The Underground Railroad Field Trip
In seventh grade, my
class was driven
in a school bus
to a large, white Colonial
house, a gracious private home,
where I smelled beeswax
and heard ticking clocks
chime the time,
until we, still growing,
some pimpled, some sweaty,
in knee socks, wool skirts, cardigans,
or heavy cords, and jackets,
invaded the front hall
and dining room,
preempting the air
with our teenaged, gym-class odor
and waves of giggles and whispers.
My boyfriend held my ruler
and wouldn’t give it back.
Sun streamed onto us through
the glass panes on either side of the
front door. The line inched forward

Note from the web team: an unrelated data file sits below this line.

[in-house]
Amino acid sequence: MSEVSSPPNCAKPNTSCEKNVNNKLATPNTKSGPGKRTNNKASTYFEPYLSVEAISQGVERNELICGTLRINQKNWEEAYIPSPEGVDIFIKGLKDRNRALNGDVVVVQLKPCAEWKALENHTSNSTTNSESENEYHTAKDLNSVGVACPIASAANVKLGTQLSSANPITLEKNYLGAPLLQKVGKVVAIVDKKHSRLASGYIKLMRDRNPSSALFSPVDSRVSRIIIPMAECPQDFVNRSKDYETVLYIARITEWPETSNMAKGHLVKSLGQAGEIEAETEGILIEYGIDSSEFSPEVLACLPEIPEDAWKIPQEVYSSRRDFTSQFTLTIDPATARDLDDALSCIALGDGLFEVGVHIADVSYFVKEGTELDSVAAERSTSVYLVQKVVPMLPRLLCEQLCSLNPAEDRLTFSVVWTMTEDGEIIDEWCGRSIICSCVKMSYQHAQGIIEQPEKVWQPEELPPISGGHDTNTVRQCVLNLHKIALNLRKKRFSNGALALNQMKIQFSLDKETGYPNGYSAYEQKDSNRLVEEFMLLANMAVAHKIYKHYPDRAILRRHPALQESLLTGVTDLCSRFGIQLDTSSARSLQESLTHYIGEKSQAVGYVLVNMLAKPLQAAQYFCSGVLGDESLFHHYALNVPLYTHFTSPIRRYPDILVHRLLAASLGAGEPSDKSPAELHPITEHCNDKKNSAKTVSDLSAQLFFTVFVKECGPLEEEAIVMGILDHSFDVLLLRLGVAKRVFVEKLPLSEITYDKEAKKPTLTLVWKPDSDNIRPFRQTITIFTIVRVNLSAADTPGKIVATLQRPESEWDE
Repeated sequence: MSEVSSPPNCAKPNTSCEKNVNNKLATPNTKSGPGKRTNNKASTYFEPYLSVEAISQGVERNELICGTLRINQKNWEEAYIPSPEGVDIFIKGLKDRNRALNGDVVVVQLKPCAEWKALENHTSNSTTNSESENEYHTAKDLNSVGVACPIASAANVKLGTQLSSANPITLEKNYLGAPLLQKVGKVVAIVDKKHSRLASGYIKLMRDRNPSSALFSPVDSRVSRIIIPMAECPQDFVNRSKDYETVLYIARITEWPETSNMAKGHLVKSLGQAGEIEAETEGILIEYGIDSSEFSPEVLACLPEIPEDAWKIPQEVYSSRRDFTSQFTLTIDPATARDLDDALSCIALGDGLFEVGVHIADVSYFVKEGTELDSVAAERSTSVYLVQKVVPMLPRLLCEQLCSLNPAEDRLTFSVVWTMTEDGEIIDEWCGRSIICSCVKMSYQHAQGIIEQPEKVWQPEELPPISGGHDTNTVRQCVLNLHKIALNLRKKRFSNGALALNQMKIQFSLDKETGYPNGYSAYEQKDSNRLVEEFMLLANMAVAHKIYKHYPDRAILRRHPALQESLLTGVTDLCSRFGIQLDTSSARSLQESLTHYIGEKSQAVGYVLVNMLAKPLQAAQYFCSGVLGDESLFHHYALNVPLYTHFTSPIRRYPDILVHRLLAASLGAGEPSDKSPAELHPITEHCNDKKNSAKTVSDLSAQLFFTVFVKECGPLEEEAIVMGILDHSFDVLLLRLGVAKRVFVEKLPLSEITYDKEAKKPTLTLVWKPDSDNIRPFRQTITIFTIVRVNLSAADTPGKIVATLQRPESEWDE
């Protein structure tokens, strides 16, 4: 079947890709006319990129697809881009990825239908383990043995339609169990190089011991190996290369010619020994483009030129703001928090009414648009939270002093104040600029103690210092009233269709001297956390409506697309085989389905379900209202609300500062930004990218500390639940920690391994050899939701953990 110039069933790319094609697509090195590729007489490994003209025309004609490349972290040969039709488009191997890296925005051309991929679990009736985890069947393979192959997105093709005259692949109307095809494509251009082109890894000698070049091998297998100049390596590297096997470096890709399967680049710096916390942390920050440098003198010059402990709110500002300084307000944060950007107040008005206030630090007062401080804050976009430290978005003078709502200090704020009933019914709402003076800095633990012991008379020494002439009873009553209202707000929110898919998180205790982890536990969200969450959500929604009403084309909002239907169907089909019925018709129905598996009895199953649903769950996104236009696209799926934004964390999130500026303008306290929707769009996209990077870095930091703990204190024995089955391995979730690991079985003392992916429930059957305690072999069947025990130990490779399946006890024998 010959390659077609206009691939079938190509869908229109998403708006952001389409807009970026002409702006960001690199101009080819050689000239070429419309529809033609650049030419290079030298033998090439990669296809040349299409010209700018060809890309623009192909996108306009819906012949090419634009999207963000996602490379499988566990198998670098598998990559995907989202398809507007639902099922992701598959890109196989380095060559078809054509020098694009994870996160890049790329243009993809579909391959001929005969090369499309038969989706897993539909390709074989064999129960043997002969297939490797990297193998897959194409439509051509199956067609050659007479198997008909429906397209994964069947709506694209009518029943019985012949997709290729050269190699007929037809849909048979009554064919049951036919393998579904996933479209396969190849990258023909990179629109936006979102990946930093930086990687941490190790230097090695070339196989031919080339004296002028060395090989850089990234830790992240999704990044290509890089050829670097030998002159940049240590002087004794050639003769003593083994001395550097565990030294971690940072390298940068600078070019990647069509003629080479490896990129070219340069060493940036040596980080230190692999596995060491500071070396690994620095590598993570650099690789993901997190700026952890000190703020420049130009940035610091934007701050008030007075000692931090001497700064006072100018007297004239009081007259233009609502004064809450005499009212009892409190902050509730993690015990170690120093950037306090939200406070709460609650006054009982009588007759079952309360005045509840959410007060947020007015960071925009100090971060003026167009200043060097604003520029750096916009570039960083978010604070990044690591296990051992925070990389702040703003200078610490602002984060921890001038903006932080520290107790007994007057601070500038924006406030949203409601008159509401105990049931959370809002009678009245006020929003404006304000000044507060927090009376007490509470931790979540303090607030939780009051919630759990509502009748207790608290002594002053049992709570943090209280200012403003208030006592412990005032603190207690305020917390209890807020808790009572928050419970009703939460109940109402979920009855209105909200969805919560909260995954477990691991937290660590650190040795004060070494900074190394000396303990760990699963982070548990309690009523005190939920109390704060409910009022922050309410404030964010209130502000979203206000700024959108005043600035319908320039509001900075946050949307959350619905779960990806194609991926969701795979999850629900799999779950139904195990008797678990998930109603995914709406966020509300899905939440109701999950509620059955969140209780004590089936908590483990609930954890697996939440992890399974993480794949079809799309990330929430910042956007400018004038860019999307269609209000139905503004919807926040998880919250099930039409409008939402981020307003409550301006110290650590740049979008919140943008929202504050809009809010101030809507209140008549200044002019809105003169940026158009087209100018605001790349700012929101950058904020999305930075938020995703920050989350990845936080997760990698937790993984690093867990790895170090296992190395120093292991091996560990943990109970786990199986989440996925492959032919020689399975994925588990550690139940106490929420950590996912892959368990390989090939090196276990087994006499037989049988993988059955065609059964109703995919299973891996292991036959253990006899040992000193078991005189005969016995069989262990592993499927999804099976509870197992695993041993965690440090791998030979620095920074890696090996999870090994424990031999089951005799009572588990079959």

and I watched the faces of those at
the front as they returned,
the way I read faces of those who have
just seen a movie I’m waiting to see.
A cupboard flush with the floor
yawned black before me
when I arrived at the head of the line.
I was told I could crawl in,
that escaping slaves had hidden there
on their way to Canada, transported
on the underground railroad
from place to place secretly.
The square hole was barely big
enough for even a small person.
I huddled in there for a moment
with the ghosts of escaped slaves.
Years later I still conjure up terror
at the thought of unknown footsteps
outside the cramped hiding place.